Running and Race

This post takes an uncomfortable but important turn so please stick with me even if you couldn’t care less about my running ?

There has always been a desire in me to run but since I was a kid I was always just a sprinter; anything more than the 100m on sports day would fill me first with dread and then with pain!
At uni I tried again to run for fitness and stress relief but was only met with knee and back ache around the 3km mark. I resigned to not being a runner, accepting I didn’t have the body for it. 
But then lock down happened and I was challenged to the ‘donate 5, run 5, tag 5’ and it re-ignited a spark in me. I couldn’t climb due to the restrictions so running (and cycling) became my medicine.

I have developed a very different relationship with running compared to climbing. For me climbing is unique, it’s more of a meditation, I don’t think – it’s all encompassing. Running makes me feel amazing but it allows me time to think. After gently building up from 5k over the last few months, last week I started doing longer distances. Maybe I just needed the time and space to think as my previous 7k longest run suddenly turned into 17km and today I ran my first half marathon. 21km of beautiful scenery across the Moors and just under 2hrs of therapeutic thinking time! 

This month has brought up some really challenging subjects for me ponder on.
LGBTQ+ month began with sharing my article about falling in love with Hannah with my Volume 1 community. Then the death of George Floyd hit us all and I had an uncomfortable, embarrassing realisation that my sheltered, white, privileged background has had the same effect on me regarding race as it did same sex relationships and ableism.

It’s hard to see things that we are not exposed to or educated in until it slaps us in the face. Well, at least that is the case for me and how my rather narrow, focused mind works.
I’m not proud but I’m also not scared to speak out as it needs to be said – I have never considered myself or my upbringing racist, sexist, homophobic, ableist… anything ‘ist’ but sheltered and uneducated, yes!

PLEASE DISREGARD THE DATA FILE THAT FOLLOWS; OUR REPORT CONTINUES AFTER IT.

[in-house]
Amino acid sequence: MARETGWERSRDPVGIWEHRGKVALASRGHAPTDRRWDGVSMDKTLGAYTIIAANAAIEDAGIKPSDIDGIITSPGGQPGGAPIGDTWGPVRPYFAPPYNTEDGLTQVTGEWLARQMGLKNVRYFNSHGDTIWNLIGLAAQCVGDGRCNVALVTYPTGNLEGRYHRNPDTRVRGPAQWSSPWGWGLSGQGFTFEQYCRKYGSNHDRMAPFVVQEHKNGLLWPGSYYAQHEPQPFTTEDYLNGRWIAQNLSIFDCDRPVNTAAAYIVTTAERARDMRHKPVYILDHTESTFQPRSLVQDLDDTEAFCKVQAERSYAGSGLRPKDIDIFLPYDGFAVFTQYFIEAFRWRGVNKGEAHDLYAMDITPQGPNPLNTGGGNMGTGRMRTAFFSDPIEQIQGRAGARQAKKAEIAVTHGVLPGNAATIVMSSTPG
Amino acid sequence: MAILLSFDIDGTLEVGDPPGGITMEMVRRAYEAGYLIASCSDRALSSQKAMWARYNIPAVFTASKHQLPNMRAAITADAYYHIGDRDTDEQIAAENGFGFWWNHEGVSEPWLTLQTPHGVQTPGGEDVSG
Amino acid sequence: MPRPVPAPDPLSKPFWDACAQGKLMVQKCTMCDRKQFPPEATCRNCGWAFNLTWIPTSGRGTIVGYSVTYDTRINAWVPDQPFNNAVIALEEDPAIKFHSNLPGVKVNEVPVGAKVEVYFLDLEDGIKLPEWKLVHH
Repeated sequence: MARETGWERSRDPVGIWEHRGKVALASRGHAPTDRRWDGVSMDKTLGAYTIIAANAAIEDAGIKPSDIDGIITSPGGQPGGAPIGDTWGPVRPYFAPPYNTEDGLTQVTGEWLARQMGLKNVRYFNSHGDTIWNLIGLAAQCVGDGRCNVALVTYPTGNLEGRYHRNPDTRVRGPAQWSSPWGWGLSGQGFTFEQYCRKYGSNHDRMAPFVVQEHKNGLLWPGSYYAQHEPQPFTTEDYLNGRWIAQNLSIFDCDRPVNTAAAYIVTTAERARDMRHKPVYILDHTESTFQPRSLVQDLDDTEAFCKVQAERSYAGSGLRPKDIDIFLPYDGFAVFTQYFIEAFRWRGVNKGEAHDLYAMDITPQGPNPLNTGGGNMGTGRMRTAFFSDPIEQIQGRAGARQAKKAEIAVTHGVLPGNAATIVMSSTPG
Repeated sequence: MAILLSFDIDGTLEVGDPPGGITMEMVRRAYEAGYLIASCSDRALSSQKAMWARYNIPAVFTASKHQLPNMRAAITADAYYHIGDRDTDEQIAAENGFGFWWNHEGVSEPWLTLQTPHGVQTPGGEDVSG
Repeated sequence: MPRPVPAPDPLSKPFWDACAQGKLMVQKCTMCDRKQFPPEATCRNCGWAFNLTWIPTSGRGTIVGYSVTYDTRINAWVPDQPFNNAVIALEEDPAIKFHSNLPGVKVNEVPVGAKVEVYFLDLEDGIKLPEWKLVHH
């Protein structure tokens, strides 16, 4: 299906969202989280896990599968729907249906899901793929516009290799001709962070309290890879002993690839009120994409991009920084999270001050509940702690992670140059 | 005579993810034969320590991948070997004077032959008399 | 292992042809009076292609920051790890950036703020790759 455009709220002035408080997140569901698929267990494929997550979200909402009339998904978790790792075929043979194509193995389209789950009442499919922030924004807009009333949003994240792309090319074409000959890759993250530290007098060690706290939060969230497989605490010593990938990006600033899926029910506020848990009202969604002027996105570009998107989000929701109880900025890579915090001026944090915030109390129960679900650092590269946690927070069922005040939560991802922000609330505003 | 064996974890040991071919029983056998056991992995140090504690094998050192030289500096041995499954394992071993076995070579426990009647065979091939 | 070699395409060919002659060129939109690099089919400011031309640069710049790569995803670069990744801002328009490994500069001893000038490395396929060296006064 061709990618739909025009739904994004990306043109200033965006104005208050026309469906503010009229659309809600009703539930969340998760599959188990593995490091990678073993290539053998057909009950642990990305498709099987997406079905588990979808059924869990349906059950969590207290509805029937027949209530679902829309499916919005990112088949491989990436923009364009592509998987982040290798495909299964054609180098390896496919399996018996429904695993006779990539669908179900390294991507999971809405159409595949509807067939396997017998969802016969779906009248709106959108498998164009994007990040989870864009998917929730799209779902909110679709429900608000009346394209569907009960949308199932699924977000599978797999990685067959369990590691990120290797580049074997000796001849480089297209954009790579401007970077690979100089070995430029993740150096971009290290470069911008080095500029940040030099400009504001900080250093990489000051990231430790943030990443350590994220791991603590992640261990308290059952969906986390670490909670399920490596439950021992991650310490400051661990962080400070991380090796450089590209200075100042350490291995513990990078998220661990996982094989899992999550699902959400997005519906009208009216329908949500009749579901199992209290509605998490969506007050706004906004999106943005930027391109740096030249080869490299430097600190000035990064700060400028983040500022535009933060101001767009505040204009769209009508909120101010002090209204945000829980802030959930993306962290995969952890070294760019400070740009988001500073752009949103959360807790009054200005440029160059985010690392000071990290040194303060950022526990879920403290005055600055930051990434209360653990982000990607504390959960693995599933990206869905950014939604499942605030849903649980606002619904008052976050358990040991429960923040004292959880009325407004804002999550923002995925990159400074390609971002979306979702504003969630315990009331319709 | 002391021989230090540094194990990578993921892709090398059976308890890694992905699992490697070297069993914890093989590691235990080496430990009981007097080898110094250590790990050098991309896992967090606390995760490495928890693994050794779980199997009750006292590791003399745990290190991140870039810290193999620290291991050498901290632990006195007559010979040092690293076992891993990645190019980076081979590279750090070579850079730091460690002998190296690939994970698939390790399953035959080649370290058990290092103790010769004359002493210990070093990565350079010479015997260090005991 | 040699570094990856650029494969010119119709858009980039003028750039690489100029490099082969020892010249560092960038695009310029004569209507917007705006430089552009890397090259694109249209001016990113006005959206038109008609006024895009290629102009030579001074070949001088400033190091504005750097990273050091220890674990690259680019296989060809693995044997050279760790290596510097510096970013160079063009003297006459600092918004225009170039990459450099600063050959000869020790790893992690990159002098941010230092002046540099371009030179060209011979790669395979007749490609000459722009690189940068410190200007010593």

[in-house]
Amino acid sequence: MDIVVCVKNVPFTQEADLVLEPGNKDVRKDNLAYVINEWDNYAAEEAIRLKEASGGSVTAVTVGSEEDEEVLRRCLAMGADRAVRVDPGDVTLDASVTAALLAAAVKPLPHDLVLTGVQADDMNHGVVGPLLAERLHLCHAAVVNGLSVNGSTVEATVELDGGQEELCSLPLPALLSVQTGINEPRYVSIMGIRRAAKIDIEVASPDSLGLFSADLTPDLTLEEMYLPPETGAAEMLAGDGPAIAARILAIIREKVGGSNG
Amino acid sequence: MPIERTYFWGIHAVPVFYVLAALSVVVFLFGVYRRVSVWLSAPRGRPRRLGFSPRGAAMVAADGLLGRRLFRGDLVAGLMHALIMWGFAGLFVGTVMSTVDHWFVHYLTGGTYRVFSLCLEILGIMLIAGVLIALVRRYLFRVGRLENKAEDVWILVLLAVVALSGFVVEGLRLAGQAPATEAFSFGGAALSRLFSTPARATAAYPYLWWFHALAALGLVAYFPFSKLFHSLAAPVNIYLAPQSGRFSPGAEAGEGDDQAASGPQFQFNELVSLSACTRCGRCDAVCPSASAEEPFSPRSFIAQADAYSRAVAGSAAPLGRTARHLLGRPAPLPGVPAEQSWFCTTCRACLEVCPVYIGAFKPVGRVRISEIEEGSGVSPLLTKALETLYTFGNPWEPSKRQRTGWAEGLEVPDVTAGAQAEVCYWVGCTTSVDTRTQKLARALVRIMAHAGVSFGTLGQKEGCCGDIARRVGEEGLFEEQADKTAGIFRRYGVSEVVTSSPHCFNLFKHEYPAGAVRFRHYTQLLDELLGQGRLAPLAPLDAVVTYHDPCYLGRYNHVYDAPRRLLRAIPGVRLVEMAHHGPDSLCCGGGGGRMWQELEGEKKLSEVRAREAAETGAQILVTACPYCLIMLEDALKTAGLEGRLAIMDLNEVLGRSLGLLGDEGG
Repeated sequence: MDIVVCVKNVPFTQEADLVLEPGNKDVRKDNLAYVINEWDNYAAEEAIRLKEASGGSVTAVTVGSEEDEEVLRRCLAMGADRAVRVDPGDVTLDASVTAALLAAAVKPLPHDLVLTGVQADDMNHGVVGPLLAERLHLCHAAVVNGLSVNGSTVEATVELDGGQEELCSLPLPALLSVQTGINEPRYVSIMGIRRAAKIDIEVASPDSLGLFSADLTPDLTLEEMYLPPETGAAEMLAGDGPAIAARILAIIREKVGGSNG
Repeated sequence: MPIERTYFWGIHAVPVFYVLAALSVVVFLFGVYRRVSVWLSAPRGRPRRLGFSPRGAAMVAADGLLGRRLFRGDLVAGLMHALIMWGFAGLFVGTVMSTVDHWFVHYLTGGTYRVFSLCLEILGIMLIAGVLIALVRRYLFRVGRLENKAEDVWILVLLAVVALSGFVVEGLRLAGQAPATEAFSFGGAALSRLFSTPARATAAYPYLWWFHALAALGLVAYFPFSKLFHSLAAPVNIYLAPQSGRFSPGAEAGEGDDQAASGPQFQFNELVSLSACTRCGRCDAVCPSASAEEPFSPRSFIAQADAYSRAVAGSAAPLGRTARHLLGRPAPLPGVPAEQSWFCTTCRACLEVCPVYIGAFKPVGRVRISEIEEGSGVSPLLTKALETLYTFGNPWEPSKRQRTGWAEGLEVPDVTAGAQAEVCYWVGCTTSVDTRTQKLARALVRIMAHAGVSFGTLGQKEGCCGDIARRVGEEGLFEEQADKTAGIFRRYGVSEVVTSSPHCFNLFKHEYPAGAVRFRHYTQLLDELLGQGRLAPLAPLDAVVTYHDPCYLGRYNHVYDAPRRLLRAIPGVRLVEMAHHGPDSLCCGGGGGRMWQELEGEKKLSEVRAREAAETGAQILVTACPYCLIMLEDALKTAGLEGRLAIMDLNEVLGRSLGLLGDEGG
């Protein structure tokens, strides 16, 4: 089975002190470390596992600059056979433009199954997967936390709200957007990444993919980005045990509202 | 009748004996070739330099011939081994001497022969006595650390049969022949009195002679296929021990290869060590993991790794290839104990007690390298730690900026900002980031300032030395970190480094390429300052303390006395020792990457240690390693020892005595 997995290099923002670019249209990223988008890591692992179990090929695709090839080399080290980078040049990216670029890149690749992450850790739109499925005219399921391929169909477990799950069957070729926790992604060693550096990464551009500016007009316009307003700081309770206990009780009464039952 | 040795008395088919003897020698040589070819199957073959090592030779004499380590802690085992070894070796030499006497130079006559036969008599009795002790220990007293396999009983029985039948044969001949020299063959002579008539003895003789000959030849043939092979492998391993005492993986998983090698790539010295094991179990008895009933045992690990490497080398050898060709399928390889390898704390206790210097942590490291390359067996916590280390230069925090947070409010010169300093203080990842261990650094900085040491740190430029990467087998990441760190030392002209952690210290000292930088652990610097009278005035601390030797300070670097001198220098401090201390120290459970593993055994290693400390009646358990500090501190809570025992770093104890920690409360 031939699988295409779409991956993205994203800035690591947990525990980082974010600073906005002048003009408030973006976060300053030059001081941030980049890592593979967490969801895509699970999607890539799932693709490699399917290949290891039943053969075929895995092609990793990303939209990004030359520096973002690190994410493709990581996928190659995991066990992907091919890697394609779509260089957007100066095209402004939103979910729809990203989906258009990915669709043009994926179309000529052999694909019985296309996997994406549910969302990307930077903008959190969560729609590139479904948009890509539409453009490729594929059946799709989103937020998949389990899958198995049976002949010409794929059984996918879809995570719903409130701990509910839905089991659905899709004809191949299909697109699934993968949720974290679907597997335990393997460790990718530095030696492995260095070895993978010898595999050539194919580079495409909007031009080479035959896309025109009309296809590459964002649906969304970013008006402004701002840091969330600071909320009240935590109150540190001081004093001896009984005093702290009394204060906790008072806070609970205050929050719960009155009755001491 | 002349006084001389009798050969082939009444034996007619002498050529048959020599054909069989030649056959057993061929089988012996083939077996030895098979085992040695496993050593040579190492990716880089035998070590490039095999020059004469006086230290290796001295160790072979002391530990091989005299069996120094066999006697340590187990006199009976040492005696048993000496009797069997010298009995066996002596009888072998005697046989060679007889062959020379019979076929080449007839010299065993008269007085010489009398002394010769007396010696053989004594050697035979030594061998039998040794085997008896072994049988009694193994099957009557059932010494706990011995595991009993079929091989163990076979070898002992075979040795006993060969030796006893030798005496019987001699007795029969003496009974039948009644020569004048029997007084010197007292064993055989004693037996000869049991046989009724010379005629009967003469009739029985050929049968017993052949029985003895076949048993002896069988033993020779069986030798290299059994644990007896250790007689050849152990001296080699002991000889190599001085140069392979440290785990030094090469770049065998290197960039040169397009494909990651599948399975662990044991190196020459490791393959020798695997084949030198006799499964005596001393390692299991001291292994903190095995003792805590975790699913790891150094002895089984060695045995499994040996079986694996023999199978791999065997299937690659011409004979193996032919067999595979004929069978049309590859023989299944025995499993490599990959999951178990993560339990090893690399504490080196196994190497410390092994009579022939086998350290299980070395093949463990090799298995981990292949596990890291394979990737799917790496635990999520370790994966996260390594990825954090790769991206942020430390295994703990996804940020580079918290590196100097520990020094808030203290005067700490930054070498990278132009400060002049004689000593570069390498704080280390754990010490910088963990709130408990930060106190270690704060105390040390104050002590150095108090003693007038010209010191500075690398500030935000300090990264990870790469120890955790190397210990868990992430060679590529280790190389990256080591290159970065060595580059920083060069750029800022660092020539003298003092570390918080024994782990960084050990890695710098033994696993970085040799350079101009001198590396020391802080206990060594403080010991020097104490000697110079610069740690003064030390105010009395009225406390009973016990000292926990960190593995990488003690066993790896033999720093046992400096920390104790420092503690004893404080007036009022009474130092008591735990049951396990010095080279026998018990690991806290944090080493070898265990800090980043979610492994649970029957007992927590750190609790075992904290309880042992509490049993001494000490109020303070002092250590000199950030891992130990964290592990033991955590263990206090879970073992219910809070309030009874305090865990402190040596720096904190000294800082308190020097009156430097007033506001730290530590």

I was bought up in a farming family in the country side, went to small private schools and did a degree where ethnic minorities were not only just under represented but not present! Now I am immersed in the world of climbing which is exactly the same… I was saddened to realise this week that I know just 5 black people in the climbing community. This is something we are passionately addressing at Volume 1 Climbing (www.volume1climbing.co.uk)

I didn’t know I could fall in love with a woman because I didn’t know anyone else in my position who had.
I didn’t know how prominent ableism was because I had never spoken in depth with someone who lives a life that is disabled by societies barriers.
AND I didn’t know I was racist because I wasn’t taught what racism really was and I didn’t spend time with black people to hear their stories.

Discrimination is not something I consciously saw before I started working with the Paraclimbing team and met Hannah. Now people double take every time I walk down the street holding her hand as she wheels her chair … BUT I know NOTHING of the life times of discrimination and growing up in a minority group. I am on the first step of a steep learning curve and I am willing to learn and open my mind to a world of things I don’t know enough about! I should have been taught these subjects along long time ago but I’m so grateful for experiencing it at an age where I can process and understand why people judge and don’t understand. The damage caused at a more vulnerable age can ruin lives and we must be aware of that.
Education is key – in every school and every avenue of life.

Learning to run further has reminded me of my potential for growth. We should not label ourselves or put limitations on our ability to change, adapt and learn! Our minds, bodies and souls are ever adapting and have endless potential for growth. Let it all in and ultimately be kind to everyone, including yourself! 
We are all in this together.

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